If you’re preparing to sign up for Obamacare then chances are you are having doubts about how your private information is being handled on the website. There are several scams that have cropped up targeting the general public switching to the new mandatory healthcare plan. Today we’re talking about some of the new scams and how you can avoid falling victim to them.
Obamacare, AKA the Affordable Care Act, is a plan to get all Americans covered by a healthcare insurance plan of their choice by January 2014. Signing up requires you to access healthcare.gov in order to give vital information such as your name, social security number and location so that you get access to the plans available for you.
The website’s Terms and Conditions page has an assurance regarding the safety of information that you submit. However, there is a disclaimer that isn’t included in this page which states that
“You have no reasonable expectation of privacy regarding any communication or data transiting or stored on this information system.”
This effectively protects and absolves the government of any responsibility in case your information lands in the hands of bad guys such as identity thieves.
Let’s look at some of the ways in which you can have your identity and personal information compromised:
Phishing scams are used by identity thieves who take advantage of misspellings and less than careful people wanting to access the healthcare.gov website to sign up for Obamacare. Let’s say you forgot the letter ‘l’ in healthcare. You’re probably still going to access a website; however, chances are that the site you’ll land on will be a scammer site that will look as legitimate as the original healthcare.gov site. Once you enter your information in this kind of site, it gets sent to identity thieves who will then use your information to access your credit cards, bank accounts and income reports.
Calls, Home Visits and Emails about a Healthcare Insurance Card
There are no insurance cards when it comes to Obamacare. However, most people don’t know this. Insurance cards were common under the previous Medicare plan. You might receive a call, email or a house visit from someone asking you to provide your social security number so you can get your insurance card. Please ignore or report such individuals and do not give them any personal information.
Scammers Posing as Advisers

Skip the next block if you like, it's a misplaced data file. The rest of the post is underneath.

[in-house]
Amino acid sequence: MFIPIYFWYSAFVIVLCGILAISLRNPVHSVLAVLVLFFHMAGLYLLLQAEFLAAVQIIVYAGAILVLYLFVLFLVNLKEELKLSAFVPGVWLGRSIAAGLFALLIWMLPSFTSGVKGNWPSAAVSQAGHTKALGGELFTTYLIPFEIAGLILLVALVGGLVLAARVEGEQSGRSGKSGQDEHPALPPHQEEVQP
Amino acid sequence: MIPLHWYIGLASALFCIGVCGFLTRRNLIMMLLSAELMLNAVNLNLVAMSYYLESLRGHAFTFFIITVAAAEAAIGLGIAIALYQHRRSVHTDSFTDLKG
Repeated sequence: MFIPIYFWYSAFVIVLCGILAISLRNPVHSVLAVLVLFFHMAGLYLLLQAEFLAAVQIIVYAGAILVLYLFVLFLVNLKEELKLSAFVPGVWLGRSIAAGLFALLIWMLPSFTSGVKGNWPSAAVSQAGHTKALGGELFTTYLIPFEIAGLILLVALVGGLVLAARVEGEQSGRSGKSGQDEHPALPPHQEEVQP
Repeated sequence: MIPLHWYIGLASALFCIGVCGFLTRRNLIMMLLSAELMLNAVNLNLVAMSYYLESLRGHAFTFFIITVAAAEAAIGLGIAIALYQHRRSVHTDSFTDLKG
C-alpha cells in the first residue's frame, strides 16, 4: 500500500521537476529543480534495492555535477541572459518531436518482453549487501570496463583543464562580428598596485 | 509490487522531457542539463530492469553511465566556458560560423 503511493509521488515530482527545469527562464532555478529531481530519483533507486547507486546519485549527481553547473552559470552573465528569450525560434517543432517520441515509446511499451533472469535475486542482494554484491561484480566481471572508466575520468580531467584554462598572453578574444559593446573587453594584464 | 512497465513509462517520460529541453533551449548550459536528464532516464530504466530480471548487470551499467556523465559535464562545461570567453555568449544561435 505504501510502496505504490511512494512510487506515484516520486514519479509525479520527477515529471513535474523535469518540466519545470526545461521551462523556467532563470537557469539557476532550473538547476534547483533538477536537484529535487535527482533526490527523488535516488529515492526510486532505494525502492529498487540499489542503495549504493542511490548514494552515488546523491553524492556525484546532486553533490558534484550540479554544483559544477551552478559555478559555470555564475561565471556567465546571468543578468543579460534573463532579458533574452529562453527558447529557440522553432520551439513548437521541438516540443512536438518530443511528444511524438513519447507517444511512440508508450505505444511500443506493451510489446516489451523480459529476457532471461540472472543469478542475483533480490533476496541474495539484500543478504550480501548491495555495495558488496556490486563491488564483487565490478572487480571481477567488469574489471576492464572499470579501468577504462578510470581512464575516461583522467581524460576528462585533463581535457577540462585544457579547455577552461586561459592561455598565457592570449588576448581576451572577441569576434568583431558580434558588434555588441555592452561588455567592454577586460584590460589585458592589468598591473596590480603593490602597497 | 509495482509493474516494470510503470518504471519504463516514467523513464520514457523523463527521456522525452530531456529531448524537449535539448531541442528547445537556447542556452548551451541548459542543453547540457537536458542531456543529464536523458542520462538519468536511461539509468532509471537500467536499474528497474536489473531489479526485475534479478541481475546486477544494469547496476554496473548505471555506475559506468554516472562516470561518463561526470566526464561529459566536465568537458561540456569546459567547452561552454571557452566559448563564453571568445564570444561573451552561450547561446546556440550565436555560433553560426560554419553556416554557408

There’s a general feeling of confusion when it comes to Obamacare; most people have no idea where they are going to get more information regarding the plan. As a result, there are lots of nonprofits stationed around malls and community lots to educate the public. However, not all of these groups are legit; some of them are posing as advisers simply because they want to manipulate you into giving them your bank account information, tax details or social security number for malicious purposes.
The general rule of thumb is to not speak to anyone regarding your choice of insurance package, and to be doubtful and suspicious of anyone who seems too eager to help you out when it comes to picking your Obamacare package.
Staying Safe While Signing Up
Here are a few tips that might help you avoid identity theft when signing up for Obamacare:
1. The main website has an “s’” at the end of the http prefix. This is something that you should ensure always exists for you safety. There’s also a padlock sign at the beginning of the address signaling that the website’s security has been verified by appropriate web security firms.
2. If someone threatens you with a fine if you refuse to give information or don’t sign up for a particular plan, run the other way. This is because these fines will be assessed and applied according to your tax returns next year; they’re not instant fines.
3. Keep an eye on your bank account, credit card spending and other information if you suspect that your identity has been stolen. This will help you identify any suspicious activity and take immediate action to stop these identity thieves from stealing or misusing your funds.
4. If you’ve been a victim of identity theft, call the relevant credit bureaus such as Equifax, Experian and TransUnion and immediately let them know so they can take action.
5. You can also call the Federal Trade Commission hotline on 877-438-4338 to file a complaint as soon as possible if your identity has been stolen.
Stay safe out there Ghosts. New initiatives like this are rich breeding grounds for scammers.